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International Body Slams U.S. Solitary Confinement Practices

Ian Kysel,
Aryeh Neier Fellow,
ACLU Human Rights Program
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April 9, 2013

There are more than 80,000 people in solitary confinement in the United States. Last week, the widespread misuse and abuse of solitary confinement in jails and prisons across the country drew international condemnation when the Inter-American Commission on Human Rights criticized the United States following weeks of hearings on human rights practices across the Americas region.

Before the hearings started, the United States government declared itself a “strong supporter” of the commission and stated that “[p]reserving the [commission’s] autonomy is a pillar of our human rights policy in the region.” The U.S. must live up to this commitment by making sure prisoners across the country have their basic human rights protected.

At a hearing on solitary confinement, the ACLU testified about the excessive use of solitary confinement in the U.S. and submitted testimony alongside a coalition of human and civil rights groups. The ACLU informed the commission that in the U.S., children, persons with mental disabilities, and non-citizens in immigration detention are held in solitary confinement, often for weeks and months. The ACLU suggested that the commission immediately recommend that the U.S. government and all members of the Organization for American States strictly limit the use of solitary confinement on all individuals and prohibit its use on persons below 18 years of age and persons with mental disabilities.

In its concluding statement, the commission stated that:

based on the fact that the prohibition of torture and cruel, inhuman, and degrading treatment may not be abrogated and is universal, the OAS Member States must adopt strong, concrete measures to eliminate the use of prolonged or indefinite isolation under all circumstances … [T]his practice may never constitute a legitimate instrument in the hands of the State. Moreover, the practice of solitary confinement must never be applied to juveniles or to persons with mental disabilities.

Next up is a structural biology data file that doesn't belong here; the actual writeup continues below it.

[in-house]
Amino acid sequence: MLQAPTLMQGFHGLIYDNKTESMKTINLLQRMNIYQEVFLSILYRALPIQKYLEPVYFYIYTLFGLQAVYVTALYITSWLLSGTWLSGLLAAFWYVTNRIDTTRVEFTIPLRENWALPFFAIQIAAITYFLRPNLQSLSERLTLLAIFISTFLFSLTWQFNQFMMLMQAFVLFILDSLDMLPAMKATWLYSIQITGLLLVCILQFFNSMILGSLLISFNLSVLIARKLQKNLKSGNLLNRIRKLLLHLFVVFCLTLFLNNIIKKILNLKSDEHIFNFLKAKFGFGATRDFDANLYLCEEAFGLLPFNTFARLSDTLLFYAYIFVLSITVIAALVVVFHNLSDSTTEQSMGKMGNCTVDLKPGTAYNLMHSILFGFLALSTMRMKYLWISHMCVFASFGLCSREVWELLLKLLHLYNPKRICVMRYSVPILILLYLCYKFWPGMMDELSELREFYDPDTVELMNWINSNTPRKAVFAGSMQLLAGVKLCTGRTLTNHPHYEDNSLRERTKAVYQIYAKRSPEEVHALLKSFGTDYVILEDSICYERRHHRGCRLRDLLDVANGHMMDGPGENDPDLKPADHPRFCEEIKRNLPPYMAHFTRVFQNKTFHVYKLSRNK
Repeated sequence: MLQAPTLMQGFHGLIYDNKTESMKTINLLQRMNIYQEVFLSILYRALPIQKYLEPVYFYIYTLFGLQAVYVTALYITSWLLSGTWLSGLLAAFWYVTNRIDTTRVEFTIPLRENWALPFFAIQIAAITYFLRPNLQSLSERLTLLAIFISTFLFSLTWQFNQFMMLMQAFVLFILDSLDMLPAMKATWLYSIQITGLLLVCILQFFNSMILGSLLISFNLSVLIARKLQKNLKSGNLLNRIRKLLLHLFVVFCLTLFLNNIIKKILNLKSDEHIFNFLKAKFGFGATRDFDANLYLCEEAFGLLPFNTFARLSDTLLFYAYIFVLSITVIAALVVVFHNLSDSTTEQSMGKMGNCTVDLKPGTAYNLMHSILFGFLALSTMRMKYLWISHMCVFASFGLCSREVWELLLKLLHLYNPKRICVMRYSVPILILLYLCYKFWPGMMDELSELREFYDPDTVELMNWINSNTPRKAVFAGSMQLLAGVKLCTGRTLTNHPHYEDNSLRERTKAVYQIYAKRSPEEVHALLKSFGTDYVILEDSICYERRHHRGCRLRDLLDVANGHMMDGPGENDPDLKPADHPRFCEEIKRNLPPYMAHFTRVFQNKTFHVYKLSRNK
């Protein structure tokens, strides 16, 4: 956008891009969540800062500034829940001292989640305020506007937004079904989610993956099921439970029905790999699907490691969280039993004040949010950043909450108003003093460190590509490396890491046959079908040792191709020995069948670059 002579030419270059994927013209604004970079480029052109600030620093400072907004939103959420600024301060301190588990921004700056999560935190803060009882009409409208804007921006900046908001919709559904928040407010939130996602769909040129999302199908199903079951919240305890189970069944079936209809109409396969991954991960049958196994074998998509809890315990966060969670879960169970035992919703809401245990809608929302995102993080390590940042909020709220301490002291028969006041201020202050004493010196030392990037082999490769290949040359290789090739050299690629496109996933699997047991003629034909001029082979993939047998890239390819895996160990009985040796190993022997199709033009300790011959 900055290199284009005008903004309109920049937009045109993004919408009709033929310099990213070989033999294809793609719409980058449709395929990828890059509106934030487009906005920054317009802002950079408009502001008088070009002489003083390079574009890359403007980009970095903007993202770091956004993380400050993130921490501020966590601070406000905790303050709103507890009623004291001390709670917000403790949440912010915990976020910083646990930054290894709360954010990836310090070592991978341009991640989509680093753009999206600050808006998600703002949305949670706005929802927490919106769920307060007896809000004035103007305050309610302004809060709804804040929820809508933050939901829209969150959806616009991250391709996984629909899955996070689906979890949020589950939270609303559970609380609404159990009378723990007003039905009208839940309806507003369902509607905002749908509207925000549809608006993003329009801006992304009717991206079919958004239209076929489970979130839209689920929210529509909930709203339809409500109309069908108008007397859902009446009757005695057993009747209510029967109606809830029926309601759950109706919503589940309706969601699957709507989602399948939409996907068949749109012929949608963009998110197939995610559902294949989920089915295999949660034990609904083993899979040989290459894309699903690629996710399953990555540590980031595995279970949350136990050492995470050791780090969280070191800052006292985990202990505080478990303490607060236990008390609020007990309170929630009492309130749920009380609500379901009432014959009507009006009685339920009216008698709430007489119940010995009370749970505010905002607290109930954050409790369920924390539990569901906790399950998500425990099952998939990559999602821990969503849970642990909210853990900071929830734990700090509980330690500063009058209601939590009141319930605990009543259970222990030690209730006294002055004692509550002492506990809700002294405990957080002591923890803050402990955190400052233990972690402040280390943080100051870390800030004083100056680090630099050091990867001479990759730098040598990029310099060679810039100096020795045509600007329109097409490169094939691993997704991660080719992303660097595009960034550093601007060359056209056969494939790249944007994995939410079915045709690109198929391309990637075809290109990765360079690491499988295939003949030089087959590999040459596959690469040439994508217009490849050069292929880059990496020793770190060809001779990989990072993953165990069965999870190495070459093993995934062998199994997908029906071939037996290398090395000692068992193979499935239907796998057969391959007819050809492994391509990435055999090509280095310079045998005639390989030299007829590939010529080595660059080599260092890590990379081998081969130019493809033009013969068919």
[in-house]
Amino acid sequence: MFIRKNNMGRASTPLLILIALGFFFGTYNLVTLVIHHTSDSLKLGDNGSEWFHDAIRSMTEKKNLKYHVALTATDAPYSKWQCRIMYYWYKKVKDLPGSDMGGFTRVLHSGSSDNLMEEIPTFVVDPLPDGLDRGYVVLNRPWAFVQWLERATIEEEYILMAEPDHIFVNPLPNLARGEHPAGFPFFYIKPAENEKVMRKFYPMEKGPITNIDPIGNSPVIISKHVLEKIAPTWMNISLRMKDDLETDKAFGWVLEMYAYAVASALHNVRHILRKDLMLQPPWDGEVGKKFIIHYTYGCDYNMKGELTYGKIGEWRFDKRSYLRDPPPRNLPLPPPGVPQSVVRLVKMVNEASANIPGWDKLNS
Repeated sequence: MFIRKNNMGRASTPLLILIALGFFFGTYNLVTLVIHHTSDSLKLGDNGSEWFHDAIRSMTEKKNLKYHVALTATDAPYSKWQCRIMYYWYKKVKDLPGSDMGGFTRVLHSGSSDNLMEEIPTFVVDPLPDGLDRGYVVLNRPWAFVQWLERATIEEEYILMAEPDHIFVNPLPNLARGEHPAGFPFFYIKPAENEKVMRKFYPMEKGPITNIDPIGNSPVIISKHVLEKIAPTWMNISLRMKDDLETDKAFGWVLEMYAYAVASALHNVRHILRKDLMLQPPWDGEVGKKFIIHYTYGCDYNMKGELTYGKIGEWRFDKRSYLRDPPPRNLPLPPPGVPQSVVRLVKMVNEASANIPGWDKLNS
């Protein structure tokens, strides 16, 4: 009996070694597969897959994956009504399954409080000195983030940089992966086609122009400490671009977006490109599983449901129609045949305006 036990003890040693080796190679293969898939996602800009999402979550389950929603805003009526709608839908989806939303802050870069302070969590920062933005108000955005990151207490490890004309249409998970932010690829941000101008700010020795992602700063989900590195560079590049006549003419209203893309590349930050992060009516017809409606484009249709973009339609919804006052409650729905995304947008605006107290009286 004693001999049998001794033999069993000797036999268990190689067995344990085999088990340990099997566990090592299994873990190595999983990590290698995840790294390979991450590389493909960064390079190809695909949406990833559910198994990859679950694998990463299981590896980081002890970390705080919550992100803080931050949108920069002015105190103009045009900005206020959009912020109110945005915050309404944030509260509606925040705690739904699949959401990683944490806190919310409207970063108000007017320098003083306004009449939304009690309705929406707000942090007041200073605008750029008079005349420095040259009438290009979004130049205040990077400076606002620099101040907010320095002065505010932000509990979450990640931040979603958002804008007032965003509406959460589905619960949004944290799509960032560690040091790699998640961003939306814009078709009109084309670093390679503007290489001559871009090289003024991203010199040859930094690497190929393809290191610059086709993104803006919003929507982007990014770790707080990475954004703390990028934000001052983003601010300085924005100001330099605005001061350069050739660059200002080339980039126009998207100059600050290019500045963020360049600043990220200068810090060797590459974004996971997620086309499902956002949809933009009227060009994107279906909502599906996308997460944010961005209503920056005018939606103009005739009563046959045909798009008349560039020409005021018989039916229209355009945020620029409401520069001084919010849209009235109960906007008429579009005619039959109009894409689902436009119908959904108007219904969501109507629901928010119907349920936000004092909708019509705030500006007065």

At a hearing on the United States, the commission heard from human and civil rights groups – as well as U.S. government officials – about how children across the U.S. are charged as if they are adults, held in adult jails and prisons, and put at serious risk of physical and sexual assault. The ACLU, jointly with Human Rights Watch, detailed how officials in adult facilities use solitary confinement to supposedly “protect” children from adults, and to punish them when they break rules. The ACLU urged the commission to engage the United States about the issue, and has called on Attorney General Holder to ban the solitary confinement of children in federal custody.

In its concluding statement, the commission specifically criticized the United States for its mistreatment of children, expressing:

deep concern over the practice in the United States of incarcerating children under 18 years of age in prisons for adults, without any effective separation between the two. It is also cause of concern to the Commission the abuses, sexual rape and cruel, inhuman and degrading treatment, such as solitary confinement. The Commission urges the United States to identify and urgently implement a federal mechanism to identify anyone under the age of 18 as a child, to keep them from being tried as adults or incarcerated alongside adults.

The world has again taken note that abuses in U.S. jails and prisons can’t be squared with our human rights commitments. On solitary confinement, the U.S. should demonstrate its leadership and prove that change starts at home.

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